By Mike Frialde (philstar.com)
Sulu Sultan Jamalul Kiram III. FILE PHOTO
MANILA, Philippines - Fighting between members of the Sultanate of Sulu's royal army and Malaysian forces that erupted over the weekend has triggered a "Kiram Spring," claimed a sultanate spokesman on Monday.
“This is the Sultanate Jamalul Kiram Spring. We are doing this in the name of the Filipino people,” said Abraham Idjirani, spokesman of the sultan.
Idjirani claimed that as of Sunday night, Sandakan has also been placed under the “battle zone” with the “Battle of Samporna” at a stalemate.
Idjirani, meanwhile, denied reports that the royal army led by Agbimmudin Kiram is being aided by fighters of the Moro National Liberation Front (MNLF).
He said the sultanate's army is being supported by Filipinos in Sabah who have experienced repression under the strict Malaysian rule.
“Kung tutulong ang MNLF, wala silang capacity na maglipat ng tao. Tumulong ang mga tao na pinahihirapan ng Malaysian authorities,” he said.
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The sultanate earlier announced that Filipinos enraged by a Malaysian raid on a religious leader’s house in Sabah retaliated Saturday night, attacking an army convoy and overrunning a district police headquarters.
Five Malaysian security officers were killed and four ranking Sabah officials were held captive by the Filipinos in Semporna, where the violence has spread from the coastal town of Lahad Datu, according to the Sulu sultanate. Kuala Lumpur confirmed only two police deaths.
Idjirani earlier described the escalation of violence as an “unorganized, spontaneous uprising” by Filipinos residing in Sabah.
He claimed that as of Sunday afternoon, armed followers of the Sultanate were in control of Semporna.
MNLF Islamic Command Council chairman Habib Mujahab Hashi said on Sunday that reinforcements from Mindanao also breached the Malaysian security cordon in Sandakan, another part of Sabah, and ambushed two truckloads of men belonging to the Malaysian Territorial Army Regiment.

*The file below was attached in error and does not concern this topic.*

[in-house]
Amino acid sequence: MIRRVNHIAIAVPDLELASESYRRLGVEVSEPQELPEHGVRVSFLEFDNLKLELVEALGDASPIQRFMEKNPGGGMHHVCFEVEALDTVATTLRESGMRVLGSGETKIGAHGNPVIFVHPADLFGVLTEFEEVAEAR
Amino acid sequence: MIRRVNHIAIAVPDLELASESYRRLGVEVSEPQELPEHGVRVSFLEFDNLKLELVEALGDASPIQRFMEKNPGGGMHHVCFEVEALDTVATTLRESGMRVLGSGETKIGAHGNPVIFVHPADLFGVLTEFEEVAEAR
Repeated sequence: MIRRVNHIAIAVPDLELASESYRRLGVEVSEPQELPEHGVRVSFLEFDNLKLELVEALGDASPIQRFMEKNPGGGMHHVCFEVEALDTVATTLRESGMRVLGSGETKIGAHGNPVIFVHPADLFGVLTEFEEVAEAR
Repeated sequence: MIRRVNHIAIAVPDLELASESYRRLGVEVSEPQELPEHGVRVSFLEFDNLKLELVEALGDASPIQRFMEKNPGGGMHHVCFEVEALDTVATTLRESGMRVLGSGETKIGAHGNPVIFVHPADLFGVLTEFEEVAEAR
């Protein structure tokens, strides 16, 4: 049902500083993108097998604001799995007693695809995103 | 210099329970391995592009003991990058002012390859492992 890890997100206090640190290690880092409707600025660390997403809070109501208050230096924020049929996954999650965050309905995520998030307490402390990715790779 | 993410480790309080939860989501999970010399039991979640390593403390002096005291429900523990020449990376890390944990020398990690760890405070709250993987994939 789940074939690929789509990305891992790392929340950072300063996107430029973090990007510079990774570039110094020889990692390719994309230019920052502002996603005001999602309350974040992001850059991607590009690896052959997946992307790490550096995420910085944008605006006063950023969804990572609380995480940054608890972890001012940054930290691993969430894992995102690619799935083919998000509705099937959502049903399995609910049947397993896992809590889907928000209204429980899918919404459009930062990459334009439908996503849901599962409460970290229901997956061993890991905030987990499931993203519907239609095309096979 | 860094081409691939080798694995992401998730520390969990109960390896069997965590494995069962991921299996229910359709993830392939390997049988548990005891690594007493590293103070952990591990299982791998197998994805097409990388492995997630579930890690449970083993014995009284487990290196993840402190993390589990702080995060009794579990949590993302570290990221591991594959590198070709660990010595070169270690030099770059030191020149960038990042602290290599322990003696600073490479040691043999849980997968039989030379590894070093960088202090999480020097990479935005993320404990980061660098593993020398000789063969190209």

Hashim, who said he was authorized by the Sulu sultanate to speak on the situation in Sabah, said the reinforcements used improvised dynamite or timbak isda for the ambush. The dynamite is normally used for blast fishing.
Up to 12 followers of the sultanate who holed up in Lahad Datu were killed by Malaysian security forces last week. The sultan’s army also killed two Malaysian policemen.
Meanwhile, Idjirani reiterated that the forces of Raja Muda Kiram woud only release the captured Sabah officials to representatives of international humanitarian groups.
Idjirani fears that if the captives are released to the Malaysian authorities, they might later end up dead and the Sultanate will be blamed for it.
Idjirani added that the situation in Sabah is now so volatile that many sectors are seeking to take advantage of it, including the Malaysian political opposition.
Satur supports Kiram
Former Bayan Muna party-list representative Satur Ocampo, meanwhile, expressed support for the Sultanate of Sulu as he called on the Philippine government to soften it’s stand and sit down with the Malaysian government to find a peaceful solution to the ongoing conflict in Sabah between Malaysian forces and the Sultanate’s Royal Army.
“Nananawagan ako sa gobyerno. Hindi nito dapat pinabayaan sa Malaysia. Dapat naging malawak ang pag-unawa ng gobyerno at magtuwid ng kamalian,” Ocampo told reporters at the home of Sulu Sultan Jamalul Kiram III at the Maharlika Village in Taguig City.
“Kung hindi magbabago ang position ng PNoy government ay lalawak ang armadong labanan sa Sabah,” Ocampo added.
Ocampo also lashed at the apparent slow response of the Philippine government to the swiftly-developing situation in Sabah, where some 200 forces of the Sulu Royal Army are still engaged in fighting with Malaysian authorities.
“Nangyari na ang bloodshed. Dapat nag-react na agad at 'di sinabing bahala na ang Malaysian authorities. Dapat naging mabilis ang aksyon ng gobyerno. Dapat baguhin ng Philippine government ang position nito at harapin ito ng tahasan,” Ocampo added.
Idjirani welcomed Ocampo's the support saying that it shows that the “twin nationalism” between Filipino Muslims and non-Muslims is still alive.
Idjirani said this “twin nationalism” was evident during World War Two when the Sultanate of Sulu allied itself with the United States in its war against Japan.